Posted date: 2013-08-28 11:25:25
MEXICO CITY—Thousands of unionized teachers have blockaded roads and set up a tent city in the Mexican capital's colossal main square, threatening to remain until the government aborts its plans to revamp the country's public-schools system.
Their actions have delayed a key component of President Enrique Peña Nieto's education-overhaul plans and presage a bigger standoff in September, when opponents to the government's broader legislative agenda plan mass protests here.
The chaos is a glimpse of what is likely to be a turbulent period in Mexico, one that could decide the fate of the president's agenda, which in addition to the education overhaul also includes a contested proposal to open the state's oil monopoly to private investment, and a tax revamp.
Thousands more disaffected teachers have begun to stream into Mexico City to participate in demonstrations scheduled for Sept. 1 and 8.
In the past two days, thousands of teachers have snarled traffic in this city of 20 million by blocking many of the city's principal avenues, have surrounded the studios of Mexico's two main broadcasters and have protested in front of the French, Spanish and U.S. embassies.
Last week, the teachers blockaded Congress, forcing lawmakers to work out of a racetrack on the city's outskirts, and then vandalized the building, officials said. They destroyed several cars and blocked the main roads to the airport, causing thousands of passengers to miss flights, officials said. They also forced the city's marathon to reroute.
"We will be here as long as necessary," Heriberto Magariño López, a teacher and union official from Oaxaca, said during a protest. "Until the government knocks down the three educational laws, we are not going anywhere."
The unsuccessful presidential candidate Andrés Manuel López Obrador plans to lead protests against the energy proposal, which he and his followers view as akin yielding national sovereignty. The government hopes the measure will revive Mexico's oil and gas industry and lure huge investments.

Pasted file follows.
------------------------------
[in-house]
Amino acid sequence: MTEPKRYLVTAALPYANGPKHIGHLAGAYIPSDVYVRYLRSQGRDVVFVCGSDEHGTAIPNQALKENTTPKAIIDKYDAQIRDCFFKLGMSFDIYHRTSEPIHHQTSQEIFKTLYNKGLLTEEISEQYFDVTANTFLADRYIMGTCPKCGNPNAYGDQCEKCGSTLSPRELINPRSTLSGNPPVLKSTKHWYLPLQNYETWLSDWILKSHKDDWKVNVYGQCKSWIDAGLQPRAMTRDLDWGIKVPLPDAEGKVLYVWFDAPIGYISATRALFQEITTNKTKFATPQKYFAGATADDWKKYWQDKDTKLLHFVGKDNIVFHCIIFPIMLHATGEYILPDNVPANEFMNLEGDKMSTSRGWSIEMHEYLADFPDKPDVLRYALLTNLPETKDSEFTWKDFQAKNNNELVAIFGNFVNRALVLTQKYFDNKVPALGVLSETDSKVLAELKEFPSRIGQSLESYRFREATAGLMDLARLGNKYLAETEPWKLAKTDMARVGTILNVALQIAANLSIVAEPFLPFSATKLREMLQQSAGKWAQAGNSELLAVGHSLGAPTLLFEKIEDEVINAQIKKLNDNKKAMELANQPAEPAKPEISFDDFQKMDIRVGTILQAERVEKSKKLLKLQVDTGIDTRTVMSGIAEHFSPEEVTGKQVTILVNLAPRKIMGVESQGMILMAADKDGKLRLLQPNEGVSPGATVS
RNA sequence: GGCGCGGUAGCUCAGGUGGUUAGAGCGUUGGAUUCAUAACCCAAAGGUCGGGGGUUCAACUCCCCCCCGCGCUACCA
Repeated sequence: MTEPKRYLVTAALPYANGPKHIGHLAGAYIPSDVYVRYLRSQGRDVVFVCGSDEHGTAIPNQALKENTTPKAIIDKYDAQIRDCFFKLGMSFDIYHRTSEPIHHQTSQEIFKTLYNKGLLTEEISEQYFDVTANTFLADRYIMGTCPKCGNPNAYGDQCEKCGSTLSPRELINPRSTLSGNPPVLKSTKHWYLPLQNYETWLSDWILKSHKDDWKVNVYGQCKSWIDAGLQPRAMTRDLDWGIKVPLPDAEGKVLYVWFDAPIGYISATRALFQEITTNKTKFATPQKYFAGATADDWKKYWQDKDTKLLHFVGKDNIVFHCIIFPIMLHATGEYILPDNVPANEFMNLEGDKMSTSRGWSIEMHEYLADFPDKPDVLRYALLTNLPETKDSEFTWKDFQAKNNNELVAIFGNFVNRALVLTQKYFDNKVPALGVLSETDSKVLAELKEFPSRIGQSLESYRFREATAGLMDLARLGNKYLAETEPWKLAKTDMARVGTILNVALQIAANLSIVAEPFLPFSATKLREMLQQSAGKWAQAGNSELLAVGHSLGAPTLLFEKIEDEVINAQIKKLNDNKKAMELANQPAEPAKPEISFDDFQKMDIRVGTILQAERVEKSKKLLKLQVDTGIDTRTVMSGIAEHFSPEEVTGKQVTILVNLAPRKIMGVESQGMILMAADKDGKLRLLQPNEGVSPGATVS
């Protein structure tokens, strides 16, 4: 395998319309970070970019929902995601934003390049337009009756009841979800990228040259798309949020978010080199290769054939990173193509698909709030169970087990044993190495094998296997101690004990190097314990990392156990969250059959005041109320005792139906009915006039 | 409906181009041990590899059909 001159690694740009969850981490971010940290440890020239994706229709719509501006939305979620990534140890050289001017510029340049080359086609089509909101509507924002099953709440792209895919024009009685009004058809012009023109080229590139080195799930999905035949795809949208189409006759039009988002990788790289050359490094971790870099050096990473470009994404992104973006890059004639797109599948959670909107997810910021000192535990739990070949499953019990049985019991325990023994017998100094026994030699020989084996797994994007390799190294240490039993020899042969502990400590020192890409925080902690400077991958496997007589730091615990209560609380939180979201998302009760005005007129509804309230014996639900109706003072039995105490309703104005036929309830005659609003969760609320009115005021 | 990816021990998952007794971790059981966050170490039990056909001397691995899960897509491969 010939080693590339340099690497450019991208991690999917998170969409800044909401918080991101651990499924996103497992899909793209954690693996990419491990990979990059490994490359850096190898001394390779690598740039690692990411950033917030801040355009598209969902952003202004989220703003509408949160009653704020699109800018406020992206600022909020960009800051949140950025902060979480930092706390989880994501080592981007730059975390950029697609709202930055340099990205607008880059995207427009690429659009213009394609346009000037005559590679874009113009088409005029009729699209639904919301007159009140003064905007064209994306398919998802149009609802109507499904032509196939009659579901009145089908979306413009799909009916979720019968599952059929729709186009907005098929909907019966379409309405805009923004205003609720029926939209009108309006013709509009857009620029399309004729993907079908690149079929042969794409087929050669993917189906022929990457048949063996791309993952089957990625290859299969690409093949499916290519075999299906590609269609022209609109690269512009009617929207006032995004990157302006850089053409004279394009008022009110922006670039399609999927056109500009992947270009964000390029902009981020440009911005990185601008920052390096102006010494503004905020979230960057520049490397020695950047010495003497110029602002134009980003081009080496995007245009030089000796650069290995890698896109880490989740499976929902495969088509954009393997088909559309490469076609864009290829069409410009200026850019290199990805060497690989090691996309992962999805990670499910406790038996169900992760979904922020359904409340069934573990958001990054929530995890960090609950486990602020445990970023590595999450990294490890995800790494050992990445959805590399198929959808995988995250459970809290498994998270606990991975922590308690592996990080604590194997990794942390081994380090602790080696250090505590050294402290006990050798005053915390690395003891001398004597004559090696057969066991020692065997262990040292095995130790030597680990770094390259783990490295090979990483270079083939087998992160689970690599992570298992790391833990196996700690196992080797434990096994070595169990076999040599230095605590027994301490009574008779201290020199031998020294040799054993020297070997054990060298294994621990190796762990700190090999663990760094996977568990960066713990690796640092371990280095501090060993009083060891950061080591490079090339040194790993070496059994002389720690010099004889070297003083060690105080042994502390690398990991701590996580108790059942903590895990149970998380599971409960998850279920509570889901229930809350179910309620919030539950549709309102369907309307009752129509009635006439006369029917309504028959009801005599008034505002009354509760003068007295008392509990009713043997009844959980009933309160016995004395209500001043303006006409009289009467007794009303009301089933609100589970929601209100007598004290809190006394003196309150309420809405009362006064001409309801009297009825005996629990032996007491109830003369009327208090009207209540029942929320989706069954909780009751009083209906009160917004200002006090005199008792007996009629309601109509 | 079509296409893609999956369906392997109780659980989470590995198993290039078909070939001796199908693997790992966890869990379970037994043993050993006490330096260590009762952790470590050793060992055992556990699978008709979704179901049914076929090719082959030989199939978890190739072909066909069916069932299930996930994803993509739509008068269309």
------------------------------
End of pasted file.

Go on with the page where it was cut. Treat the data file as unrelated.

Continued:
Next week, Congress will again take up education reform after it was blocked last week, before moving on to the energy and tax initiative in September.
"This could be the most important week of the presidential term…," political analyst Leonardo Curzio wrote in the blog Animal Político.
Wall Street has begun to worry that the delay in passing the first step of the education law—which would make teacher evaluations mandatory and allow poorly performing teachers to be dismissed—could set back Mr. Peña Nieto's ambitious plans.
"We view the fact that Congress has not yet approved the law…as creating a bad precedent," wrote Citi Research in a research note Monday. "This could energize movements opposed to other reforms."
The union blames Mexico's poor state of education—which the Organization for Economic Cooperation and Development ranks near the bottom of its membership—on inadequate funds. It says Mr. Peña Nieto's proposal effectively privatizes schools and doesn't take into account Mexico's indigenous cultures. Its members also say the law threatens their labor rights and vow not to back down.